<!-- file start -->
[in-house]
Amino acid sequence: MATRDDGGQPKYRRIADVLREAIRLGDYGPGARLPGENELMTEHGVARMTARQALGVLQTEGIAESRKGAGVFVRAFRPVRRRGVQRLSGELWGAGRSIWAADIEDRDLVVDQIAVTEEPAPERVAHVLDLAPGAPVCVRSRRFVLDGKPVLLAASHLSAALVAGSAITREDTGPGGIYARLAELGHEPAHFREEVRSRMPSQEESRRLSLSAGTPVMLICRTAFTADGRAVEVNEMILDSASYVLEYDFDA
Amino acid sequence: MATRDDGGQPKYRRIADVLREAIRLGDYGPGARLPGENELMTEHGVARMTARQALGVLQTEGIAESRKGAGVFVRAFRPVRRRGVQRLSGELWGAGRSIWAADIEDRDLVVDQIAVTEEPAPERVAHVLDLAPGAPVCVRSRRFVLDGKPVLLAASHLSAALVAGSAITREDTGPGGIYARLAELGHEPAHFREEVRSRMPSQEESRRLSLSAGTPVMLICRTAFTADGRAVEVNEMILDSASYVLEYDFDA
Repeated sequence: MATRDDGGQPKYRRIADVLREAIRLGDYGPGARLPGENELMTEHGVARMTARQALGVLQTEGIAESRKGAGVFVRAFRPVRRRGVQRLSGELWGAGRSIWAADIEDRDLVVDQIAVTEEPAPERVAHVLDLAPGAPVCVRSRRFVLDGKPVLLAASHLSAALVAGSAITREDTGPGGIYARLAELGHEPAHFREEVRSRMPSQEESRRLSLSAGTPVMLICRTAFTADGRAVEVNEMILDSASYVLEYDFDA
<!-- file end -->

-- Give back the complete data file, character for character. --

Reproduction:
[in-house]
Amino acid sequence: MATRDDGGQPKYRRIADVLREAIRLGDYGPGARLPGENELMTEHGVARMTARQALGVLQTEGIAESRKGAGVFVRAFRPVRRRGVQRLSGELWGAGRSIWAADIEDRDLVVDQIAVTEEPAPERVAHVLDLAPGAPVCVRSRRFVLDGKPVLLAASHLSAALVAGSAITREDTGPGGIYARLAELGHEPAHFREEVRSRMPSQEESRRLSLSAGTPVMLICRTAFTADGRAVEVNEMILDSASYVLEYDFDA
Amino acid sequence: MATRDDGGQPKYRRIADVLREAIRLGDYGPGARLPGENELMTEHGVARMTARQALGVLQTEGIAESRKGAGVFVRAFRPVRRRGVQRLSGELWGAGRSIWAADIEDRDLVVDQIAVTEEPAPERVAHVLDLAPGAPVCVRSRRFVLDGKPVLLAASHLSAALVAGSAITREDTGPGGIYARLAELGHEPAHFREEVRSRMPSQEESRRLSLSAGTPVMLICRTAFTADGRAVEVNEMILDSASYVLEYDFDA
Repeated sequence: MATRDDGGQPKYRRIADVLREAIRLGDYGPGARLPGENELMTEHGVARMTARQALGVLQTEGIAESRKGAGVFVRAFRPVRRRGVQRLSGELWGAGRSIWAADIEDRDLVVDQIAVTEEPAPERVAHVLDLAPGAPVCVRSRRFVLDGKPVLLAASHLSAALVAGSAITREDTGPGGIYARLAELGHEPAHFREEVRSRMPSQEESRRLSLSAGTPVMLICRTAFTADGRAVEVNEMILDSASYVLEYDFDA